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It occurs that a general practitioner (GP) has a feeling that something is not OK with the patient and relates the feeling to a suspected cancer diagnosis without knowing why. This gut feeling appears to be not an imprecise but nonetheless valuable instrument. In two third of the cases this gut feeling leads to a diagnosis and in one third the ultimate diagnosis is cancer.
When a patient consults a GP, not only the medical history and the clinical examination, but also intuition and experience are important to proceed to a diagnosis. The intuitive nature of gut feelings mainly functions as an alarm driving the GP to search for objective signs and symptoms to back up these feelings. Acting on gut feelings in medicine is not a novelty, it might even be expected from a GP. This assumption is strengthened by a Medical Court decision in 2008 judging that a GP unrightfully did not follow-up his gut feelings.
A study analyzing data of the Dutch Sentinel GP Network of NIVEL concerning the occurrence of gut feelings about cancer (133 cases), shows that gut feelings were triggered by unexplained weight loss, patients usually rarely consulting the GP, prolonged course of symptoms or an ‘unhealthy appearance’. Often a combination of these triggers was reported by the GP. Half of the patients was immediately referred to specialist care after GP consultation. Other common forms of follow up were additional laboratory tests, X-ray or echo examinations. A follow-up questionnaire after three months revealed that in two thirds of the patients the diagnosis was clear and in over one third of the cases the diagnosis indeed proved to be cancer. In one quarter of the patients the final diagnosis was equivalent to the anticipated diagnosis at the time of the consultation causing gut feeling.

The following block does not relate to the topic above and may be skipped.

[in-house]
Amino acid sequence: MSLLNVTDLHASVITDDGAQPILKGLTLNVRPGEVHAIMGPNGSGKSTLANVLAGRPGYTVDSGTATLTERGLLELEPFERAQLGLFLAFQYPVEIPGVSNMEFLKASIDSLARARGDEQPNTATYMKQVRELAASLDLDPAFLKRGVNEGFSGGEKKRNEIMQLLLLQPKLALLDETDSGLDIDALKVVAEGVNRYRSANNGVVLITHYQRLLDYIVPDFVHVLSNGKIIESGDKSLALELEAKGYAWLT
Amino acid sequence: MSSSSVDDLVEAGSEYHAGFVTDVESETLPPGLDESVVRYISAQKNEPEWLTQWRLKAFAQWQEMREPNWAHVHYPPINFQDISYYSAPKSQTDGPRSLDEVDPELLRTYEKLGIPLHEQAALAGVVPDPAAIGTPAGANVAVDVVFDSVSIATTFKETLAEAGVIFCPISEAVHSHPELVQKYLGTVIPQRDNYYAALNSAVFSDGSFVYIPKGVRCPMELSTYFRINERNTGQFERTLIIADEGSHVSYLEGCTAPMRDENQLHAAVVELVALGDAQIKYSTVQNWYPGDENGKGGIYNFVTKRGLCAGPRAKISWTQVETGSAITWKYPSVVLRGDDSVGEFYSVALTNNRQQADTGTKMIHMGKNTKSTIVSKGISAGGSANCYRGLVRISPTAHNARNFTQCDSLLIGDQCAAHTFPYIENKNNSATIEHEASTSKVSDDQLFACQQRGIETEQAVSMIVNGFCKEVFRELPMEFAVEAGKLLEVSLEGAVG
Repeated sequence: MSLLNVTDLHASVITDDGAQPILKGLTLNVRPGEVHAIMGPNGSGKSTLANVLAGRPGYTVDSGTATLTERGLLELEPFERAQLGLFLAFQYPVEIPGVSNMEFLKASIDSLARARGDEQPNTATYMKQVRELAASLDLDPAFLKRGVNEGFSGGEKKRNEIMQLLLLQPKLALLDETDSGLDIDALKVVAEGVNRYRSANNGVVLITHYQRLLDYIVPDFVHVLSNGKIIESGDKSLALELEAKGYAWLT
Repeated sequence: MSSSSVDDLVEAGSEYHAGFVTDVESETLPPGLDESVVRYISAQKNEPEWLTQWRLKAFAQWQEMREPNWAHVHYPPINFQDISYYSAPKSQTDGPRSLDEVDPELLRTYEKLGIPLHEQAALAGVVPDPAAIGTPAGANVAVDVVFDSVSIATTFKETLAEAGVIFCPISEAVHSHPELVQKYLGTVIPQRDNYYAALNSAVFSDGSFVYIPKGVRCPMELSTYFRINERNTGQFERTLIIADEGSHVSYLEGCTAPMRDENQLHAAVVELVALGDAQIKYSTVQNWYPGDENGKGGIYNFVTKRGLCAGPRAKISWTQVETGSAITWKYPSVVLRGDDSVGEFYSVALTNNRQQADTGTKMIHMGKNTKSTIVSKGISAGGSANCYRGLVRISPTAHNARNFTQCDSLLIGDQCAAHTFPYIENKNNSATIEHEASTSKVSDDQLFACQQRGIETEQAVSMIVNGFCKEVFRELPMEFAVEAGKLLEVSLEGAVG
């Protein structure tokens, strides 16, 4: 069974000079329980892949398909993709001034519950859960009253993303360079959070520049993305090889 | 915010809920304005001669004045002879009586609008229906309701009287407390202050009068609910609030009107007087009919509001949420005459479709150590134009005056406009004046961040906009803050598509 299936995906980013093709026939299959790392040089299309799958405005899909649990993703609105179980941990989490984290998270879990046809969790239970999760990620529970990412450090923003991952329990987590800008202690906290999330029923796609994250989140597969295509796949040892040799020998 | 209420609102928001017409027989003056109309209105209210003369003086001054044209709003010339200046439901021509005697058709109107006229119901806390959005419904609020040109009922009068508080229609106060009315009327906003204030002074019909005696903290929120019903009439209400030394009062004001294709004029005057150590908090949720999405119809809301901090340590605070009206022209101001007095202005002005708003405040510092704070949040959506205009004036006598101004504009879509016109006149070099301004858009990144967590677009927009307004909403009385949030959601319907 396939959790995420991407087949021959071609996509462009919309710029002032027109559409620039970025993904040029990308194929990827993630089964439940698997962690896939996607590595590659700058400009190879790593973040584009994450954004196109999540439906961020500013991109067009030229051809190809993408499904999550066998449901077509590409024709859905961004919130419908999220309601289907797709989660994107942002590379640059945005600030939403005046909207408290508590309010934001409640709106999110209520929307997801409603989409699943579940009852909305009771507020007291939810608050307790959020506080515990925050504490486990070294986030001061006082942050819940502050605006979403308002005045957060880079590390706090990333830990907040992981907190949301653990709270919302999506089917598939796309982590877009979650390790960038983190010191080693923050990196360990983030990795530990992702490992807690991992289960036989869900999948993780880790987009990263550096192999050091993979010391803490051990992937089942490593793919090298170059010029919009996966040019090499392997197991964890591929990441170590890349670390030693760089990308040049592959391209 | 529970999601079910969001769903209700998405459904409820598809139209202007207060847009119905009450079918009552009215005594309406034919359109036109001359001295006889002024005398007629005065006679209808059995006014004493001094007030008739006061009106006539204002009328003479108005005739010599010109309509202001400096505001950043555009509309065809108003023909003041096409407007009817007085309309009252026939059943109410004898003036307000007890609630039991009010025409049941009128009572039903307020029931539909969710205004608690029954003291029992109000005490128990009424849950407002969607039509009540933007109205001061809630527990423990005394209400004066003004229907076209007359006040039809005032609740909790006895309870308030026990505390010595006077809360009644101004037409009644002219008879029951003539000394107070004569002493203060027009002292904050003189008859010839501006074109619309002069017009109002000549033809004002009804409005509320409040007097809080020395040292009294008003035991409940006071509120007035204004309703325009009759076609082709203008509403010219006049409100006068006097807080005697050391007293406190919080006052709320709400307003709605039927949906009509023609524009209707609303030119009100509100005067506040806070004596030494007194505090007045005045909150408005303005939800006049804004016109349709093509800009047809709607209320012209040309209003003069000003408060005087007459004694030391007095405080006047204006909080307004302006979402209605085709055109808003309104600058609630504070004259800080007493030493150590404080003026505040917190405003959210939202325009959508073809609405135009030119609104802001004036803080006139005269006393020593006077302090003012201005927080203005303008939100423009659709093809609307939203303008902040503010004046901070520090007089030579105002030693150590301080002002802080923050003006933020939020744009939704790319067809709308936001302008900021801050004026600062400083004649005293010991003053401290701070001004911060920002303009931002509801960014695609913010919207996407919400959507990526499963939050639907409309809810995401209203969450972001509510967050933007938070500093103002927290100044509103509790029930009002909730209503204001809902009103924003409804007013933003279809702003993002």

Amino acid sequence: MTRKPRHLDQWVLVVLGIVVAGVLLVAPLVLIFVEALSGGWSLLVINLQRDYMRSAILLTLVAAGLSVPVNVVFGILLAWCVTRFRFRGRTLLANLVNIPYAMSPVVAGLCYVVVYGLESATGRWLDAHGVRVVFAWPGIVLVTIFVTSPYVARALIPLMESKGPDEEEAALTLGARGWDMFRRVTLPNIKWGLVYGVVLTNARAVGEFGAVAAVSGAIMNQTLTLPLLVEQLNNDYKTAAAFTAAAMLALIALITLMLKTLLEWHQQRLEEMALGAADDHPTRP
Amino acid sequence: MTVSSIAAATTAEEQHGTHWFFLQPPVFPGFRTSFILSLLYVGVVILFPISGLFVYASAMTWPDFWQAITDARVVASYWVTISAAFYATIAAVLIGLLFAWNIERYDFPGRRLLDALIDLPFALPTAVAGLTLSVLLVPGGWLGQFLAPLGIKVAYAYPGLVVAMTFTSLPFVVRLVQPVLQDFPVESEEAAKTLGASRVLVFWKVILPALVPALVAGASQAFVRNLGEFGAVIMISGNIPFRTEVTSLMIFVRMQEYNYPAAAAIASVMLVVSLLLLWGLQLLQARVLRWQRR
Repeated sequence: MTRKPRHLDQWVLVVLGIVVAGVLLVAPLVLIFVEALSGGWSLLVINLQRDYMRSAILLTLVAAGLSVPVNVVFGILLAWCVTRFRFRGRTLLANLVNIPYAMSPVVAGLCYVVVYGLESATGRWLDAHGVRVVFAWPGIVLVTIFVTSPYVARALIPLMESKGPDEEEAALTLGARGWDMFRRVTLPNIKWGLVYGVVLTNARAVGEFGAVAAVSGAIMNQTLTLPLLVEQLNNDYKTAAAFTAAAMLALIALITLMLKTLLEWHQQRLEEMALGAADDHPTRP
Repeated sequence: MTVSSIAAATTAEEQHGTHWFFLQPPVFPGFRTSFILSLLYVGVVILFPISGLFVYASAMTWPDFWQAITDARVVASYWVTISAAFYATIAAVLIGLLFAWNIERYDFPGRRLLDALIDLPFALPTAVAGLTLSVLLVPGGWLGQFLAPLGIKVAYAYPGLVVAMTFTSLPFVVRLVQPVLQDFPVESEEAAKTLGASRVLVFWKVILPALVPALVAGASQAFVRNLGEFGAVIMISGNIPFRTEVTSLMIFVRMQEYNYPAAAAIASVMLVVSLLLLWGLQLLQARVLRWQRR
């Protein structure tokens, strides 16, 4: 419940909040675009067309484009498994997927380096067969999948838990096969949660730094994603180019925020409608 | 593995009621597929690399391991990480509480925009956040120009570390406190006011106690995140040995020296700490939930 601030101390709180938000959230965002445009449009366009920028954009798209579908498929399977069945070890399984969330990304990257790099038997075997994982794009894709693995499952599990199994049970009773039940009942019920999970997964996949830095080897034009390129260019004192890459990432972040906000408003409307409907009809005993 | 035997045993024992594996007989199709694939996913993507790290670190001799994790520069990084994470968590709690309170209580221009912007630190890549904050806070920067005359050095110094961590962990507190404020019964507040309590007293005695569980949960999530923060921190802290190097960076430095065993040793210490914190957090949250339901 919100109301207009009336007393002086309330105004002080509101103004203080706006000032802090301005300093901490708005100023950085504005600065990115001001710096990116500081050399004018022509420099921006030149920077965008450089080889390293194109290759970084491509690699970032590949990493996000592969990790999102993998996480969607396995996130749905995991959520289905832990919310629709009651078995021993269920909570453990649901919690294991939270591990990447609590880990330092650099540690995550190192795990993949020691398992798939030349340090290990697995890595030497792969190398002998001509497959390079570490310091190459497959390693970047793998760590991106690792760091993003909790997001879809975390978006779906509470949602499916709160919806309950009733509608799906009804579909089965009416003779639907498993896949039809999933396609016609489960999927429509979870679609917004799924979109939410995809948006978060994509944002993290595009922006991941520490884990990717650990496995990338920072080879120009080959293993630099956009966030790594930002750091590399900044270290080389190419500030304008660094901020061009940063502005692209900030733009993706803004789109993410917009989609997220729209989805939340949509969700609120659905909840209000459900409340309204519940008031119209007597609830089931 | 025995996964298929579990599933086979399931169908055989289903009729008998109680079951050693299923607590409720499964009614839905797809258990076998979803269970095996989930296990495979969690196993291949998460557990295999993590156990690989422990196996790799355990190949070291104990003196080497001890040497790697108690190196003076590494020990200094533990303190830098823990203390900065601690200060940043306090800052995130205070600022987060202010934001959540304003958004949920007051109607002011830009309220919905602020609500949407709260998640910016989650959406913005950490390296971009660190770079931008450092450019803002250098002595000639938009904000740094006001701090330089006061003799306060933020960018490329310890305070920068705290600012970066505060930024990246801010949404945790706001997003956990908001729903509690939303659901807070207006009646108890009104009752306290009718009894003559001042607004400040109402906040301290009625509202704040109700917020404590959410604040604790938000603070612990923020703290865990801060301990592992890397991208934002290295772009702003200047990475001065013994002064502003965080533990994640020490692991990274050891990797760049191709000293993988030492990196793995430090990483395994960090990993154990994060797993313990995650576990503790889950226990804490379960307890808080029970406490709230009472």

“Especially for a disease like cancer, where early diagnosis is so important for prognosis, it may be very valuable that GPs are sensitive to gut feelings,” says NIVEL-project leader, GP and epidemiologist Gé Donker. “Often there are no objective signs. Some GPs even experience an almost physical sensation. The GP mistrusts the array of symptoms and presentation, doubts the prognosis and experiences the need for further assessment. Gut feelings may lead to a referral or further exploration, in some cases leading to a timely diagnosis and treatment.”
Dutch Sentinel GP Network
The Dutch Sentinel GP Network of NIVEL constitutes a representative group of 59 Dutch GPs in 42 practices. The population registered in the network is 0.8% of the Dutch population and is nationally representative by age, gender, regional distribution and population density. The sentinel GPs report weekly (influenza, pneumonia) or annually (whooping cough, end-of-life care, gut feeling) on the incidence of diseases, care characteristics and interventions lacking and not simply included in routine registrations. The presented analyses are stratified by gender and age group, region and population density of the practice population. The Sentinel GP Network exists since 1970.
- Ministry of Health, Welfare and Sports